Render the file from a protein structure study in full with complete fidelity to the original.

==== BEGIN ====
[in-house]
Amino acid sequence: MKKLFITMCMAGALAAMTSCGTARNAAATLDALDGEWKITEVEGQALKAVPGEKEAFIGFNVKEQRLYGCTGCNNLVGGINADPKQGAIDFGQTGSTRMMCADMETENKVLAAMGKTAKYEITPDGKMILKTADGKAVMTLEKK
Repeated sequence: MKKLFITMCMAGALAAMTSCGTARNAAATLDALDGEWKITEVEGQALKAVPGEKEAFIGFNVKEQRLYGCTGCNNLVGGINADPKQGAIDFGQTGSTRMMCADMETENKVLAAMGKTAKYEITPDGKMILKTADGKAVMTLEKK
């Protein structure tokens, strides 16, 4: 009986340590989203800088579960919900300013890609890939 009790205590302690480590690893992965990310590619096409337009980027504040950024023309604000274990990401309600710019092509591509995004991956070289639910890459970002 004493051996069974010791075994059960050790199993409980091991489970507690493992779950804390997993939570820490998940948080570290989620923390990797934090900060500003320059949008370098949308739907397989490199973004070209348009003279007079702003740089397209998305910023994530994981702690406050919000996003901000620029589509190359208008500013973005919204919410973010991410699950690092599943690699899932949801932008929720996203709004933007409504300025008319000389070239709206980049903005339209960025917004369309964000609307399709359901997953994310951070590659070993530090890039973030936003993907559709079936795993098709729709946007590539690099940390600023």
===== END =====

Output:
[in-house]
Amino acid sequence: MKKLFITMCMAGALAAMTSCGTARNAAATLDALDGEWKITEVEGQALKAVPGEKEAFIGFNVKEQRLYGCTGCNNLVGGINADPKQGAIDFGQTGSTRMMCADMETENKVLAAMGKTAKYEITPDGKMILKTADGKAVMTLEKK
Repeated sequence: MKKLFITMCMAGALAAMTSCGTARNAAATLDALDGEWKITEVEGQALKAVPGEKEAFIGFNVKEQRLYGCTGCNNLVGGINADPKQGAIDFGQTGSTRMMCADMETENKVLAAMGKTAKYEITPDGKMILKTADGKAVMTLEKK
């Protein structure tokens, strides 16, 4: 009986340590989203800088579960919900300013890609890939 009790205590302690480590690893992965990310590619096409337009980027504040950024023309604000274990990401309600710019092509591509995004991956070289639910890459970002 004493051996069974010791075994059960050790199993409980091991489970507690493992779950804390997993939570820490998940948080570290989620923390990797934090900060500003320059949008370098949308739907397989490199973004070209348009003279007079702003740089397209998305910023994530994981702690406050919000996003901000620029589509190359208008500013973005919204919410973010991410699950690092599943690699899932949801932008929720996203709004933007409504300025008319000389070239709206980049903005339209960025917004369309964000609307399709359901997953994310951070590659070993530090890039973030936003993907559709079936795993098709729709946007590539690099940390600023």